Including, according to exhaustive research by the anonymous European collector who now owns it, the Car With No Name. Reliable sources say that shortly after completion of the tub, indicated on its build plate as 1-11-92, it was diverted for development use on the still-to-be-finished SS model. After serving as one of the SS prototypes, it then went for T-car [back-up] duty with the 1994 Le Mans programme of Michel Hommell, a theory substantiated by the car’s exact duplication of the Le Mans entry’s exhaust plumbing and competition roll cage.
Like its Le Mans sister it also has bare-bones Plexiglas side windows and extensive engine bay bracing, and, although it’s currently equipped with the standard four-wheel drive, former Bugatti insiders report it once employed the two-wheel drive trialled on the Le Mans venture. Backtracking from the fire bottle’s expiration date, that system was likely installed early in ’94, which again fits the theory.
For some time after the Le Mans programme, and the bankruptcy proceedings, No Name stayed mostly parked. Then from 1999 it came into the possession of Volkswagen AG. Maybe Romano Artioli couldn’t stay afloat as an independent manufacturer but his daring attempt generated interest and excitement, something that hadn’t escaped the attentions of VW execs determined to make Volkswagen the planet’s pre-eminent car manufacturer.
In 1998 VW bought the only thing Artioli retained from his labours, the Bugatti name, and embarked on their own pursuit of the World’s Most Mind-Blowing Car… the Veyron. And if it cost a bomb and made no profit, so be it. The publicity would make it worthwhile, so long as the car delivered. And expense is relative: a VW official told me not long ago, ‘We reckon the Veyron cost us what Toyota spent to win no grands prix.’
But it definitely wouldn’t do to fall short of the previous endeavour and what better yardstick to measure progress against than one of the fastest EB110s assembled? VW wired No Name with every black box known to modern science and worked it like a mule. The car was also used by Michelin to test the Veyron tyres, and remained in harness until not long before our collector friend bought it from Volkswagen in early 2009.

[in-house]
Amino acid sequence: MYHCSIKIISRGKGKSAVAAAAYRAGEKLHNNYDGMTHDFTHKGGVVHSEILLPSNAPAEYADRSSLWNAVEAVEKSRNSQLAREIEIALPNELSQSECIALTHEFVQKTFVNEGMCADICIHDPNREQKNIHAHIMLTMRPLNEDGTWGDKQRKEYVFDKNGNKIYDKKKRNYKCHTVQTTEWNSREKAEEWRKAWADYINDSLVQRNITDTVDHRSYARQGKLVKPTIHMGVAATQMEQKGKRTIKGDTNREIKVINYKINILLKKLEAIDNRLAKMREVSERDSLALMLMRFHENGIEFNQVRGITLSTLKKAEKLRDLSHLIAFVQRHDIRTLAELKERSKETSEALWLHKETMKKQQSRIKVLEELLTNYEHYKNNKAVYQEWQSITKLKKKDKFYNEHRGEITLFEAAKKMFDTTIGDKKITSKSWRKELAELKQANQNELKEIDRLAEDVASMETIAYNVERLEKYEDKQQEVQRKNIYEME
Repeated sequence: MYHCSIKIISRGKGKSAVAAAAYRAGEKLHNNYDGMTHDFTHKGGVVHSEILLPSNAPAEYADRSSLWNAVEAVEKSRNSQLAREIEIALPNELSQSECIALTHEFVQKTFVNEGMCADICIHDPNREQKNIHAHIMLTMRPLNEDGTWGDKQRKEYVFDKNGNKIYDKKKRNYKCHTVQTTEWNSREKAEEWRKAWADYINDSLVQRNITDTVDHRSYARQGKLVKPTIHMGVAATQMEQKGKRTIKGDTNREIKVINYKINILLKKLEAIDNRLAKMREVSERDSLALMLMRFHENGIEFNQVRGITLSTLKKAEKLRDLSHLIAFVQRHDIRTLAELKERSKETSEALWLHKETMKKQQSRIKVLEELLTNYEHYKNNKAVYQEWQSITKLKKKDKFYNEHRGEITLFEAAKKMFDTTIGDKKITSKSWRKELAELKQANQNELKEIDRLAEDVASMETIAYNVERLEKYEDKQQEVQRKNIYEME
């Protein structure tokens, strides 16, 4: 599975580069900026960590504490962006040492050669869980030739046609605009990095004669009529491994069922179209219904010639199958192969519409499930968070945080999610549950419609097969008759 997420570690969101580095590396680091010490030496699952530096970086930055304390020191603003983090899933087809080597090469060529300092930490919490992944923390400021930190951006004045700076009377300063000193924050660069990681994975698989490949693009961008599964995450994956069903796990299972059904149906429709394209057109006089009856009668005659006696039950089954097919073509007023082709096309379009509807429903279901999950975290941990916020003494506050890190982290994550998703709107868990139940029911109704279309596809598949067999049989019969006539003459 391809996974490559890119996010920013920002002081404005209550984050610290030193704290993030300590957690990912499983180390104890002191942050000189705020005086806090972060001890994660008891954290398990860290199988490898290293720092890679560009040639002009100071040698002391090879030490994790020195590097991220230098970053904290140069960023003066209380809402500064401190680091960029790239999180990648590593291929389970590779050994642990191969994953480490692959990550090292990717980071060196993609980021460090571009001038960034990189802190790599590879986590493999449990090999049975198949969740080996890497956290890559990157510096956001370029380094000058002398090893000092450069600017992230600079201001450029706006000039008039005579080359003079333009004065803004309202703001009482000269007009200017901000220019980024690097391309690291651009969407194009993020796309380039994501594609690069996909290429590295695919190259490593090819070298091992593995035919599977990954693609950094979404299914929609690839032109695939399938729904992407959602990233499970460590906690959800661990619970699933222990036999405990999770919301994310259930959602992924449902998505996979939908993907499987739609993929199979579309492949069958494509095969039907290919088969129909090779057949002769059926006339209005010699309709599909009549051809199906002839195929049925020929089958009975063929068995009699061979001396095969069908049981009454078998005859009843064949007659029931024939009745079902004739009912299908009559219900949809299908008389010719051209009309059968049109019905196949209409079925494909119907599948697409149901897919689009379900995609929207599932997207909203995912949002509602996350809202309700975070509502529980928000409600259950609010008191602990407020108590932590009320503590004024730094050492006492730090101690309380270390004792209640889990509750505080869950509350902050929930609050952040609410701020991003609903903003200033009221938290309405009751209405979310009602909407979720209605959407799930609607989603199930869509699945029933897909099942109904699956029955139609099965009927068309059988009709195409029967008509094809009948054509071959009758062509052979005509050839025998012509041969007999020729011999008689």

Volkswagen picked a worthy example as their control. In original form the 214mph EB110 GT had been the world’s fastest; in SS form, with 603bhp and significantly fewer kilos, it touched 220mph and did 0-60 in 3.1 seconds. With an estimated 700 horses and stripped further still, No Name is whispered to be the reason why early Veyron prototypes were sent back to the shop for power increases and aero tweaks.
No test figures exist but the seat of my trousers says the car is quicker than a standard SS; the turbo boost kicks in almost a thousand revs sooner at around 3500, and off-boost power feels stronger. Progress through the gears is shattering.
But the EB110 is about more than thrust and top speed, it is an impeccably balanced automobile and quite different from most cars in this performance class. Despite its considerable bulk and almost total lack of rear visibility, it feels compact. The handling is crisp and settled even on sharp, slow corners, and turn-in is precise and tactile. Control positioning and feedback are perfect for hard driving, the six-speed manual is a dream, and the four-wheel drive allows savage throttle applications almost anytime or anywhere.
What’s more, notwithstanding No Name’s semi-race circumstances, the 110 is civilised; there’s very little engine fussiness, the interior is spacious and comfortable, and the soundtrack glorious. Twenty years on, the EB110 is still among the most drivable and pleasurable cars the super-exotic genre has ever produced.
In the end the EB110 was a genuine game changer, in the manner of the Cisitalia 202 or the Lancia Stratos. Yet it sold just 125 units of all flavours. But what of it? Those 125 cars transcend the spreadsheets. The EB110 was a car Ettore Bugatti would have been proud of, and provided the inspiration for yet another Bugatti that somehow managed to surpass its predecessor. Through all of this the Bugatti brand revived and earned respect again. Which was Romano Artioli’s aim all along.
BUGATTI EB110 SS (STANDARD CAR)
Engine 3499cc V12, DOHC per bank, 60-valve, four turbos, electronic fuel injection and engine management
Power 603bhp @ 8250rpm
Torque 479lb ft @ 4200rpm
Transmission Six-speed manual, four-wheel drive
Steering Power-assisted rack and pinion
Suspension Front and rear: double wishbones, coil springs, telescopic dampers
Brakes Vented discs, four-piston calipers, ABS
Performance Top speed 220mph. 0-60mph 3.1sec